‘Eye-opening’ experience opens law students up for new careers
Law students completing pro bono internships were given a “heartbreaking reality check” when engaged at an employment rights legal centre coping with the COVID-19 fallout.
Australian Catholic University (ACU) students Chelsea Aminde and Kyah Murphy had the “eye-opening experience” when completing pro bono internships at JobWatch. There they assisted a vulnerable migrant and a redundant worker who trained her replacement.
The impact of border closures and lockdowns hit the workforce hard and undergraduates from ACU’s Thomas More Law School provided supportive voices at this critical time. The stories of displacement moved the law students as they worked to provide legal information.
“These volumes of calls and hearing similar stories of confusion and struggle [are] truly heart-wrenching,” said Ms Aminde. “The more details [a caller] told me, the more it had become clear that the employer was taking advantage of both the vulnerability of a person from overseas with minimal English, and also the fear of the pandemic.”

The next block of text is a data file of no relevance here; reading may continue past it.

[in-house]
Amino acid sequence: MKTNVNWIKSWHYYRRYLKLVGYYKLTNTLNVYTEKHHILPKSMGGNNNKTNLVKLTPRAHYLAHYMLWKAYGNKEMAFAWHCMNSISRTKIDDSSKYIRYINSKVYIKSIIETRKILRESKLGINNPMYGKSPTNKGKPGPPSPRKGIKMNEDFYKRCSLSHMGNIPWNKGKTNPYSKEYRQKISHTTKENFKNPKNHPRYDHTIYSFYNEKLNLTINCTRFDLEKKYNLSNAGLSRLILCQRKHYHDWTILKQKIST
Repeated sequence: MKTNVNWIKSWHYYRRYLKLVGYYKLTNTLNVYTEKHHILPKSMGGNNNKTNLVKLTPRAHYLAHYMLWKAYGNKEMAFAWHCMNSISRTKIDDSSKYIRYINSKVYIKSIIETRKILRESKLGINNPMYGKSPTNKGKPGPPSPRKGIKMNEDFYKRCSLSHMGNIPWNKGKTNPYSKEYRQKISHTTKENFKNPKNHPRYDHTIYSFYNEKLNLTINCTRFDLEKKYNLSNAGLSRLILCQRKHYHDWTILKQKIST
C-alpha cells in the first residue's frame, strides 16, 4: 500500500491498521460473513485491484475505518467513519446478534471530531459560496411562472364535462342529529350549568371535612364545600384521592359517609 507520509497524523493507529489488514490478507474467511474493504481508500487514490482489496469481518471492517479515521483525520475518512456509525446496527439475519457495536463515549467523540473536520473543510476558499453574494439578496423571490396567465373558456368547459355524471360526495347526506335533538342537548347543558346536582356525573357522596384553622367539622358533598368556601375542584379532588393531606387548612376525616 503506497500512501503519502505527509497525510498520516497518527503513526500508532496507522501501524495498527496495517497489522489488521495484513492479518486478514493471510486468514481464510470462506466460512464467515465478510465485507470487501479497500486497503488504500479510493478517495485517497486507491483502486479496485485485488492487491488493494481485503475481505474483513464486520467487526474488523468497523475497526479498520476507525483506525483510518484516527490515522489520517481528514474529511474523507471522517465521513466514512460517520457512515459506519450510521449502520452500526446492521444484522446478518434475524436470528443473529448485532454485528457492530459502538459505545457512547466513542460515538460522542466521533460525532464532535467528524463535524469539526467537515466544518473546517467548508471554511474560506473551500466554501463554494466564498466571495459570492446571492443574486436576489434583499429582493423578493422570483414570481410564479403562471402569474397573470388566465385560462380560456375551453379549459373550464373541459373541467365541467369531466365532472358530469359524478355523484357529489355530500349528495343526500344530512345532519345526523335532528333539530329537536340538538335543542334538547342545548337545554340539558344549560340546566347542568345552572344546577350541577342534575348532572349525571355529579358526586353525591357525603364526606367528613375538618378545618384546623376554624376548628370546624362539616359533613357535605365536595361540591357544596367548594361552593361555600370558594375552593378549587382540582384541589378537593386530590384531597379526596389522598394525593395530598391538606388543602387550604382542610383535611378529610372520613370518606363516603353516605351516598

Senior supervising lawyers provided backup for the students as they learnt first-hand on the job, while gaining an understanding of the legal implications.
Ms Murphy, a final year bachelor of law student, said the brutal impacts of the coronavirus hit home when she helped a senior professional who was made redundant and then made to train newly hired staff that would perform her own role requirements.
“It is distressing what these people have endured,” she said. “To have greater knowledge and understanding about how the law works and hopefully be able to use this knowledge to help people in need [have] been an important experience.”
Ms Aminde added the experience enhanced her passion for law: “I decided that I wanted to pursue a career in law when I was young. The different pro bono opportunities that I’ve been a part of have reinforced my love for social justice.”